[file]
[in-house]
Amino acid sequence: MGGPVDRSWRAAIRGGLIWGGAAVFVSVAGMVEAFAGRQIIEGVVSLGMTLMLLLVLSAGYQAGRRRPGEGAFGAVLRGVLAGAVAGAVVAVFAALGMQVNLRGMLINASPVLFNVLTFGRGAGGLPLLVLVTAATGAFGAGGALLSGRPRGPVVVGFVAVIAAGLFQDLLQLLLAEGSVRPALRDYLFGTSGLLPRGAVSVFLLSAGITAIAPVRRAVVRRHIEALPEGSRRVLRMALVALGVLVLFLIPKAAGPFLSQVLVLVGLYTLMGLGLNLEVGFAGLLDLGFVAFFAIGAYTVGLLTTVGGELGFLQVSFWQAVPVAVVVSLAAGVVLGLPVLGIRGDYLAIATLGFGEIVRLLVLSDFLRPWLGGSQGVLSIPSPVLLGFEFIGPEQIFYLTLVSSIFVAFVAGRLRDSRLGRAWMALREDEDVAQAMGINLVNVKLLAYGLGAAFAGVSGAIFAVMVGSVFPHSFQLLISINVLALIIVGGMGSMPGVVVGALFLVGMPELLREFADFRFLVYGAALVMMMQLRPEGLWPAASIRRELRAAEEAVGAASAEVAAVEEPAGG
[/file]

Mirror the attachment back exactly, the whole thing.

[in-house]
Amino acid sequence: MGGPVDRSWRAAIRGGLIWGGAAVFVSVAGMVEAFAGRQIIEGVVSLGMTLMLLLVLSAGYQAGRRRPGEGAFGAVLRGVLAGAVAGAVVAVFAALGMQVNLRGMLINASPVLFNVLTFGRGAGGLPLLVLVTAATGAFGAGGALLSGRPRGPVVVGFVAVIAAGLFQDLLQLLLAEGSVRPALRDYLFGTSGLLPRGAVSVFLLSAGITAIAPVRRAVVRRHIEALPEGSRRVLRMALVALGVLVLFLIPKAAGPFLSQVLVLVGLYTLMGLGLNLEVGFAGLLDLGFVAFFAIGAYTVGLLTTVGGELGFLQVSFWQAVPVAVVVSLAAGVVLGLPVLGIRGDYLAIATLGFGEIVRLLVLSDFLRPWLGGSQGVLSIPSPVLLGFEFIGPEQIFYLTLVSSIFVAFVAGRLRDSRLGRAWMALREDEDVAQAMGINLVNVKLLAYGLGAAFAGVSGAIFAVMVGSVFPHSFQLLISINVLALIIVGGMGSMPGVVVGALFLVGMPELLREFADFRFLVYGAALVMMMQLRPEGLWPAASIRRELRAAEEAVGAASAEVAAVEEPAGG